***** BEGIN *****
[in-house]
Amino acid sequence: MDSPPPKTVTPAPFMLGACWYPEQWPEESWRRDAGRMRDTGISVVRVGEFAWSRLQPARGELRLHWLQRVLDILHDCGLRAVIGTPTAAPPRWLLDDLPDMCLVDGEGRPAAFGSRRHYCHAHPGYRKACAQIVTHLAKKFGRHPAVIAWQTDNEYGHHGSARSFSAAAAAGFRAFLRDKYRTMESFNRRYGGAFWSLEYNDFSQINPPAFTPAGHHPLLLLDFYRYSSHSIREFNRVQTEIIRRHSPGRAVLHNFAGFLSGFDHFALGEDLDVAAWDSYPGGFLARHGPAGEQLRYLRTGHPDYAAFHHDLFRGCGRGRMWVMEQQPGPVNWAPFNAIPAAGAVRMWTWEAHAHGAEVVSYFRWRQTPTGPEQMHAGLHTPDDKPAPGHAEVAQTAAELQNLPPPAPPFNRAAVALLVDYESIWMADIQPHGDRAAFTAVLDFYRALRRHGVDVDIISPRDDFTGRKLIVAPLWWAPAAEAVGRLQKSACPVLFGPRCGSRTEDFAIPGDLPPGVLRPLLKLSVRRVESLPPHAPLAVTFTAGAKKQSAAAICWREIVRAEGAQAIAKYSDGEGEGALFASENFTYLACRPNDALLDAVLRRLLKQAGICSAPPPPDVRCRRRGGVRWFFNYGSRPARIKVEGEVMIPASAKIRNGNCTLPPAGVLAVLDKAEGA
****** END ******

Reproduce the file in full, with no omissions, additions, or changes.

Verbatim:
[in-house]
Amino acid sequence: MDSPPPKTVTPAPFMLGACWYPEQWPEESWRRDAGRMRDTGISVVRVGEFAWSRLQPARGELRLHWLQRVLDILHDCGLRAVIGTPTAAPPRWLLDDLPDMCLVDGEGRPAAFGSRRHYCHAHPGYRKACAQIVTHLAKKFGRHPAVIAWQTDNEYGHHGSARSFSAAAAAGFRAFLRDKYRTMESFNRRYGGAFWSLEYNDFSQINPPAFTPAGHHPLLLLDFYRYSSHSIREFNRVQTEIIRRHSPGRAVLHNFAGFLSGFDHFALGEDLDVAAWDSYPGGFLARHGPAGEQLRYLRTGHPDYAAFHHDLFRGCGRGRMWVMEQQPGPVNWAPFNAIPAAGAVRMWTWEAHAHGAEVVSYFRWRQTPTGPEQMHAGLHTPDDKPAPGHAEVAQTAAELQNLPPPAPPFNRAAVALLVDYESIWMADIQPHGDRAAFTAVLDFYRALRRHGVDVDIISPRDDFTGRKLIVAPLWWAPAAEAVGRLQKSACPVLFGPRCGSRTEDFAIPGDLPPGVLRPLLKLSVRRVESLPPHAPLAVTFTAGAKKQSAAAICWREIVRAEGAQAIAKYSDGEGEGALFASENFTYLACRPNDALLDAVLRRLLKQAGICSAPPPPDVRCRRRGGVRWFFNYGSRPARIKVEGEVMIPASAKIRNGNCTLPPAGVLAVLDKAEGA